Sometimes life throws you unexpected obstacles right when you don’t want to deal with them. Here’s how to do it anyway.
Vacations are supposed to be the time to unplug, relax, and recharge. Ideally, when you return to work, you want to feel refreshed, rested, and more productive.
Unfortunately, life doesn’t always work out that way. You might have every intention of going on a work-free beach getaway, but then stress books a ride along with you.
Don’t have unrealistic expectations
There’s this misconception that when we go on vacation, we should be able to “have everything squared away,” Boyes tells Fast Company.
Boyes also rejects the idea that a vacation is only restorative if it’s work-free, pointing out that this idea is incompatible with the realities of modern life. If the thought of not dealing with a pressing issue until after your vacation makes you anxious, for example, there’s nothing wrong with dedicating some time during your vacation to tackle it. And if you hate the thought of coming back to a mountain of work, perhaps you can schedule an hour or two every day to make progress on that work.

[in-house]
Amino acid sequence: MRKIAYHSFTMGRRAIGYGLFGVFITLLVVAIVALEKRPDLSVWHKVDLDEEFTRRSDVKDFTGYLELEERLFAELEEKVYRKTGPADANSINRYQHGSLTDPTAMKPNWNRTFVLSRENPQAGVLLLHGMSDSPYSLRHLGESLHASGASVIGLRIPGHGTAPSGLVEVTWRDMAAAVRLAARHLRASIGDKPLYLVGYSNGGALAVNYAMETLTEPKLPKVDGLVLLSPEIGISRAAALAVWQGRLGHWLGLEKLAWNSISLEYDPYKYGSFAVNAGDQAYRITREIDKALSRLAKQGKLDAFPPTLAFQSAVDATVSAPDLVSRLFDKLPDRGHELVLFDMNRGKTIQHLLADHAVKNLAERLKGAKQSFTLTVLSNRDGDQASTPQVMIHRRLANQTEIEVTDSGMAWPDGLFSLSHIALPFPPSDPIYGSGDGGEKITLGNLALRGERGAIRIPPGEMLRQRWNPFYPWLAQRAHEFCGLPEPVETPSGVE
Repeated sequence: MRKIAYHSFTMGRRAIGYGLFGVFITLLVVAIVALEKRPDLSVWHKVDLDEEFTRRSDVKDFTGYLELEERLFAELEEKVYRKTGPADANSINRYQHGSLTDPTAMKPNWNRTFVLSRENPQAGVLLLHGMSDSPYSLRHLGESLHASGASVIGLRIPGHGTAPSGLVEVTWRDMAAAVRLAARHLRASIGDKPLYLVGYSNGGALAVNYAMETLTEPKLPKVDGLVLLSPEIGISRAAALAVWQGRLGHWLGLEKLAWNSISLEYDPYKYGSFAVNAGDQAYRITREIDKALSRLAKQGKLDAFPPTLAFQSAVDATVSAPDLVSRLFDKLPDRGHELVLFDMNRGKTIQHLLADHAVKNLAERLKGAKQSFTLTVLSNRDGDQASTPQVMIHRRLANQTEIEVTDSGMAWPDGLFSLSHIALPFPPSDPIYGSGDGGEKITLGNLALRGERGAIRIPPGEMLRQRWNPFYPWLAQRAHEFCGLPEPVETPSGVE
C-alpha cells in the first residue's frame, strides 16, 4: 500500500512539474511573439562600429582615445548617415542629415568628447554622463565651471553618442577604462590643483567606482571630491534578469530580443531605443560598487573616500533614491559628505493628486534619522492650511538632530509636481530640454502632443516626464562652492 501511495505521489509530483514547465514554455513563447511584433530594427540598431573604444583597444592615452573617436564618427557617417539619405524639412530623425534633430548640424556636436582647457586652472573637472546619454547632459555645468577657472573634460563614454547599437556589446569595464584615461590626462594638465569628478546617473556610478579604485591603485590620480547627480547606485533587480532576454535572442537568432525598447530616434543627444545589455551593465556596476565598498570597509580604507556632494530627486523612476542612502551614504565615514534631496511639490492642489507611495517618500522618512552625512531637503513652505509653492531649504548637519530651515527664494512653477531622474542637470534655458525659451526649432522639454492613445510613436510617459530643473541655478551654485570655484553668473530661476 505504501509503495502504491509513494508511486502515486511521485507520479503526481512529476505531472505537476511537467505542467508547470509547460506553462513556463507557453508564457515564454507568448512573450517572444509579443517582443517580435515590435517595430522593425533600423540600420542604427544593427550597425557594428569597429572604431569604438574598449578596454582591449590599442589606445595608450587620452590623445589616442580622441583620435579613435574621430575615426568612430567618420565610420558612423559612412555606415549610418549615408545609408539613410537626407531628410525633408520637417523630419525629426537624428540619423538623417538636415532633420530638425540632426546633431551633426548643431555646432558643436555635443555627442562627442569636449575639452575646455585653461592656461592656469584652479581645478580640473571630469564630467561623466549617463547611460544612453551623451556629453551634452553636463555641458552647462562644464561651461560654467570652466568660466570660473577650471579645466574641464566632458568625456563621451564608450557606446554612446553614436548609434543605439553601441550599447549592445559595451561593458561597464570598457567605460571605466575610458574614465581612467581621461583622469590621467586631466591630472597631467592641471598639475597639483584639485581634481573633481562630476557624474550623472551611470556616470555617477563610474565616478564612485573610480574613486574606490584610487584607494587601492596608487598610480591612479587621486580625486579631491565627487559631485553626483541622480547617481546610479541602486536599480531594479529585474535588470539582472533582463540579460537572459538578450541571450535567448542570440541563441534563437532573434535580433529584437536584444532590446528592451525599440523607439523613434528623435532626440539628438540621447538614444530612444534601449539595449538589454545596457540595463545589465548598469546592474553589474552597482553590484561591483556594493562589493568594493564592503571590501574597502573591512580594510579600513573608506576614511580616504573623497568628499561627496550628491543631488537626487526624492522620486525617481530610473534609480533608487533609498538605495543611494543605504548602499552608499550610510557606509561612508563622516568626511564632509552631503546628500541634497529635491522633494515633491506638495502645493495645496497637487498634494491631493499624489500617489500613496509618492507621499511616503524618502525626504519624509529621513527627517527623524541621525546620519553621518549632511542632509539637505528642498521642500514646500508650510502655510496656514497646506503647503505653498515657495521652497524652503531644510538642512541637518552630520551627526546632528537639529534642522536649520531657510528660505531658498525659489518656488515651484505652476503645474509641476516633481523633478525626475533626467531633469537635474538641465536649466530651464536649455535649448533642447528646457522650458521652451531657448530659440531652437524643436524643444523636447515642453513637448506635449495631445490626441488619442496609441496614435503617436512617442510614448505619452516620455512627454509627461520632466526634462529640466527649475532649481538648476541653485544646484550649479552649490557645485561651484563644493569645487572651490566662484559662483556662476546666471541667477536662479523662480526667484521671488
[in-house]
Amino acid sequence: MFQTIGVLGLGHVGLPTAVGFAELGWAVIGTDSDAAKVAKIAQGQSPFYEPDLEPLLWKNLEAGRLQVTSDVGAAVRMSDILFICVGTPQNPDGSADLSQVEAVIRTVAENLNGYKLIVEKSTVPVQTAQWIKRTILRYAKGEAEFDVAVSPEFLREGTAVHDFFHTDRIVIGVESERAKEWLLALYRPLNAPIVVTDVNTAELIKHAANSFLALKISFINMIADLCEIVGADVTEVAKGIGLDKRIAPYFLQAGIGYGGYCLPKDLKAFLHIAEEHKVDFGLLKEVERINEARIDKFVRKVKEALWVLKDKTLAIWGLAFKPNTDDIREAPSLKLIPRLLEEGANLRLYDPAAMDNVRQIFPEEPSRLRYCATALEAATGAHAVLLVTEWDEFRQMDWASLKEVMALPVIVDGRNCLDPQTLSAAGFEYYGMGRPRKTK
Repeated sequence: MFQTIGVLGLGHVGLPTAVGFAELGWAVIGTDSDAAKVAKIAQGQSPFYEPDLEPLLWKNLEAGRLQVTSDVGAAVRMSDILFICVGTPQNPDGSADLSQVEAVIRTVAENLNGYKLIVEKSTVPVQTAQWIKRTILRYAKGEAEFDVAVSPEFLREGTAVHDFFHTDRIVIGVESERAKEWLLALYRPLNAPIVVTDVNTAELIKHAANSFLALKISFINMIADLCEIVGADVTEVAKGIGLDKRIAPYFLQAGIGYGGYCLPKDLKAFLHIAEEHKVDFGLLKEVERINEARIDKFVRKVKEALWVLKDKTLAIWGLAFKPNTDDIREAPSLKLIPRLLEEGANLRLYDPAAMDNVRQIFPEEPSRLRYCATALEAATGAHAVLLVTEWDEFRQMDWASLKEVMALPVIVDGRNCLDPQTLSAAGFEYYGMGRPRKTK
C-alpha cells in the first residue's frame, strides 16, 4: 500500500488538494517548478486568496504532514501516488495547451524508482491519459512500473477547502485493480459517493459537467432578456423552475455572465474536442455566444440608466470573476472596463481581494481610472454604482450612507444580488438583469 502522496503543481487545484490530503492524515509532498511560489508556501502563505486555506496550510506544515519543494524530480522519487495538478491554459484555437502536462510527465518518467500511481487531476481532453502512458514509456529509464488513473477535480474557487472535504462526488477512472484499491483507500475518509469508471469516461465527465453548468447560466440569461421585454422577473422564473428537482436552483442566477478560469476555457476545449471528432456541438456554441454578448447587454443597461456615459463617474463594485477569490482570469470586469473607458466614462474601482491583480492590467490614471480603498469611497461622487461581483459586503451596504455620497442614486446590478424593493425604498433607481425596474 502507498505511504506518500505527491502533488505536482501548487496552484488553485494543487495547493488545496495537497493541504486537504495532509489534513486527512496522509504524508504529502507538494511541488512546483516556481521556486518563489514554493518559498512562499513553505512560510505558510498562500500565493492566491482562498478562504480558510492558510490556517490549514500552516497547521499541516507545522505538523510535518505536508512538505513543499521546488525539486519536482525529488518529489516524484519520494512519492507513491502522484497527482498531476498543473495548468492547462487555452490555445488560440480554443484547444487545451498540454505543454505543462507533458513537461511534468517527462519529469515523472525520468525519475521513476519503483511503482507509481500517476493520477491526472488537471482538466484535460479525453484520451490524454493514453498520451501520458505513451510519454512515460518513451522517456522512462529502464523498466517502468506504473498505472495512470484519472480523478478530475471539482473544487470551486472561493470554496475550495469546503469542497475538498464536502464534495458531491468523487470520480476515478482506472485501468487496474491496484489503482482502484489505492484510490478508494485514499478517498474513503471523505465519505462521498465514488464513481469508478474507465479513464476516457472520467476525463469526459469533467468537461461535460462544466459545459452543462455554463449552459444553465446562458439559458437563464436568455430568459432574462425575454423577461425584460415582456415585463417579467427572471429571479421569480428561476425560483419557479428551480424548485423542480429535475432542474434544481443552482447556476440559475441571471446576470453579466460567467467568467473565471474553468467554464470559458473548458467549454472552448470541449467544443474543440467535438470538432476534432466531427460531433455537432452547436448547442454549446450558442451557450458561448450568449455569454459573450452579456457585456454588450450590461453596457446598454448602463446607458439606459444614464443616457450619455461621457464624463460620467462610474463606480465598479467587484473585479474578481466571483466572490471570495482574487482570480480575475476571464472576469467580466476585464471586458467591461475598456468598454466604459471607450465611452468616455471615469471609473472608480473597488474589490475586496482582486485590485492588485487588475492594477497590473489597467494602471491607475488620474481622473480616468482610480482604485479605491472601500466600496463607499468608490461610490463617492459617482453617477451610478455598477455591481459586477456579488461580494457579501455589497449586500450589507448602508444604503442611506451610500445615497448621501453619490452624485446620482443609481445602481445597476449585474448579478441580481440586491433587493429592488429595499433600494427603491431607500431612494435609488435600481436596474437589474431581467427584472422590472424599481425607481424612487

Be honest about what’s important to you
With so many Americans reporting disengagement at work, it might be strange to think that there are people out there who love their jobs and enjoy their vacations more if they did some work on vacation–rather than completely disconnect.
“Some people do things that they think they should enjoy, but don’t actually enjoy.” For example, perhaps your idea of relaxation is enjoying long dinners, and you have absolutely no interest in going to museums and monuments. Don’t make yourself go to them. Otherwise it becomes a tick box on a checklist, and you’re adding an unnecessary source of stress.
Source: Fast Company